New Delhi, July 19 (PTI): Rupert Murdoch-led News Corp's strategy to operate under multiple brands may help the group shield its Indian businesses from any possible fallout of the crisis engulfing the group in the UK and US, experts say.
The media conglomerate, which owns assets worth USD 66 billion (about Rs 3 lakh crore) across the world, has a significant presence in India, including in the television content and distribution, publishing, films and news businesses.
However, the experts believe that the Indian businesses may remain insulated from the phone hacking and police bribery scandals that have pushed the group into a deep crisis in its key Western markets.
The Indian business might be affected only if the group's world-wide business comes under the scanner, they added.
The group operates most of its businesses in India through Star India Pvt Ltd, a wholly owned subsidiary of US-listed News Corporation.
Its portfolio here includes about three dozen general entertainment channels and three news channels including Star News. The Indian business has been a key contributor to its global TV advertising revenues.
The group's TV channels are mostly operated under the Star brand in the country, while the Fox brand is used for films, Harper Collins for publication, Sky for satellite TV distribution and Dow Jones for financial market information services.
While the queries sent to Star India remained unanswered, media buyers and planners said that a layman here may not even know that the Star TV channels in India were owned by Murdoch.
”I don't think it will have any impact on his India business. His India business is strong and growing and mainly focused on entertainment,” Madison World Chairman and MD Sam Balsara said.
”People from the media and advertising industry are aware of the crisis, but the phone hacking controversy will not have any impact on routine operations here. Nothing will change for him here,” another media advertising executive said.
Rupert Murdoch himself has described the group's Indian business as a “next generation” prospect.
A few months ago in March this year, during his visit to India, his son James Murdoch had also rued regulatory bottlenecks in the country, but promised to continue to invest in India as a priority market.
On his part, Murdoch Sr said in News Corp's last annual report for the year 2010 that Star India was being developed as a “next generation” business by the group and also as a ”hedge against uncertainty” in other segments.
Much before the ongoing crisis broke out, he said that business as large as his group was “no stranger to adversity or to instability.”
”We hedge against uncertainty by investing in diversified assets at all stages of growth. So as we strengthen our existing businesses, we are developing the next generation, like STAR India and new digital content models,” Murdoch Sr said.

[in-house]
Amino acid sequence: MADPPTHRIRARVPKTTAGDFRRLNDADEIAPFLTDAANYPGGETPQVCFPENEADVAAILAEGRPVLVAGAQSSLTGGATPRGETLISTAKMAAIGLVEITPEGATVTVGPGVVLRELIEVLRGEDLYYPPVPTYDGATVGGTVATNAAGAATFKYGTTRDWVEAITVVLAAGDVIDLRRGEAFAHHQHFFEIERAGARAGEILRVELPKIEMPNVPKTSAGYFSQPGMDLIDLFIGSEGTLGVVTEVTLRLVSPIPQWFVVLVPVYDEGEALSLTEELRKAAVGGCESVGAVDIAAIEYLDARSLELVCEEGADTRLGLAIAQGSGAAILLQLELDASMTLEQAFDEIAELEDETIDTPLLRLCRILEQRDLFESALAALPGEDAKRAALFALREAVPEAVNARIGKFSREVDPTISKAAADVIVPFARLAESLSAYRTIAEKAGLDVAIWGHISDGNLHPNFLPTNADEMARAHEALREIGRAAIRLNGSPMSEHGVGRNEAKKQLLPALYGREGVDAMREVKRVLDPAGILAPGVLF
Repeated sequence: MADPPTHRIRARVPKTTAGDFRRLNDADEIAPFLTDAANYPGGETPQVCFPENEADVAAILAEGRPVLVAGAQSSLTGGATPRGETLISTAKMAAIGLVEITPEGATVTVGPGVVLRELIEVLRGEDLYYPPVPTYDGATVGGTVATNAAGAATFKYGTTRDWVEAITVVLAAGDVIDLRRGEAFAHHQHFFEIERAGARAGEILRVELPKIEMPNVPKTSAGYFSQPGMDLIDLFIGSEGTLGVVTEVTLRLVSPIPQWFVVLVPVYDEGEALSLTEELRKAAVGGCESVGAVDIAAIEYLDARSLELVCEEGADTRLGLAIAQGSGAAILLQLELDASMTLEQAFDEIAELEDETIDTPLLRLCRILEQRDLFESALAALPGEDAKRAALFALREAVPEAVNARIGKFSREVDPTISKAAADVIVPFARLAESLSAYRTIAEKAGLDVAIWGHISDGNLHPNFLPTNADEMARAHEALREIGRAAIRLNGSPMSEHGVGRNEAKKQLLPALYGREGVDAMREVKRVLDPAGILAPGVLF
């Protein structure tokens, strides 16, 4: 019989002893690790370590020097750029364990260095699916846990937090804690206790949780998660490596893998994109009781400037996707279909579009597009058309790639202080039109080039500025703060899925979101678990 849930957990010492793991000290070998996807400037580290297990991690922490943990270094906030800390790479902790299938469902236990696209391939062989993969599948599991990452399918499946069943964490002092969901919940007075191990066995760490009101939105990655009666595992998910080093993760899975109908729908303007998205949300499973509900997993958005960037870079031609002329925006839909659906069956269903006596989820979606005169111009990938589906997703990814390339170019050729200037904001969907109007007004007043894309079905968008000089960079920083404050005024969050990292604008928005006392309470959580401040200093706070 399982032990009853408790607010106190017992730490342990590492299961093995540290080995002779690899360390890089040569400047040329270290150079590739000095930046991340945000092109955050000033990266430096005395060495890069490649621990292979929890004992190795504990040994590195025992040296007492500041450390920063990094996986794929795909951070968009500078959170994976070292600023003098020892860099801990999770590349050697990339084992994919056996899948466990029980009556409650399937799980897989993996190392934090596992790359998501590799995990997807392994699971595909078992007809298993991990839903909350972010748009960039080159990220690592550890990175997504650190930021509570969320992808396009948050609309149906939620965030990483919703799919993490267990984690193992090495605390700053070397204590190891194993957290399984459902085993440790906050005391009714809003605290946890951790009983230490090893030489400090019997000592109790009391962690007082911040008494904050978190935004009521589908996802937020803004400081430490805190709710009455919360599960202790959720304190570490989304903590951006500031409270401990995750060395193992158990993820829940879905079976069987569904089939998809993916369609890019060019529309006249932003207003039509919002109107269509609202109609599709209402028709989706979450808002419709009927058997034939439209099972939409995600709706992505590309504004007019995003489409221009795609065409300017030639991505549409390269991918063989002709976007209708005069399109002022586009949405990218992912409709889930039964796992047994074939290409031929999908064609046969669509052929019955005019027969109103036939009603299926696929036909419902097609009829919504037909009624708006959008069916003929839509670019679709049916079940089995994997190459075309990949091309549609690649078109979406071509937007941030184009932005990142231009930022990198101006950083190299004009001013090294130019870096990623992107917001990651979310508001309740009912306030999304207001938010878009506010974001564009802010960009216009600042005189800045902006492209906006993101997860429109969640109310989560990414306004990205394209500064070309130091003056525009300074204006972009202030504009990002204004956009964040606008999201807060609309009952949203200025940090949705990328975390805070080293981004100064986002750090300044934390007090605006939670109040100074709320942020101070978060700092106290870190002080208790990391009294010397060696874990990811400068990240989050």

Robust advertising revenue growth from the Indian TV business has consistently found a mention in News Corp's annual and quarterly results for many years and the same was acknowledged by Murdoch also.
”STAR India saw particularly robust advertising growth and we continue to develop market-leading capabilities in that important and burgeoning region,” he has said.
The group's international cable operation revenues rose 18 per cent in 2010, primarily due to higher advertising revenues at STAR and higher advertising revenues at STAR was ”primarily due to the strengthening of the advertising market in India.”
India could be a key market: Experts
Future Brands Managing Director and CEO Santosh Desai, who keenly watches the advertising market in the country, said that Murdoch can in fact derive a certain amount of comfort in India as “he is not the face of the businesses he has in the country, unlike in the West.”
”His company also does not have a significant presence in the news segment. Especially in print media, his company does not even have any direct presence,” he added.
Murdoch's group publication, Wall Street Journal, has a content-related partnership with the Indian business daily Mint, while Dow Jones Newswires has a small presence.
”Since Murdoch's role in India and the level of engagement is of a different order compared to the UK or the US, there will not be any significant impact of the ongoing phone hacking issue here,” Desai added.
He, however, cautioned that if “his businesses worldwide come under a scanner, then there is a remote chance of the Indian operations also feeling an impact.”
In January, 2009, News Corp formed a venture with Asianet TV to launch general entertainment channels in southern India.
It paid about USD 235 million in cash and assumed net debt of USD 20 million for a controlling interest in four of Asianet's channels. In July, 2010, News Corp paid a further USD 90 million to increase its stake in this venture to 75 per cent.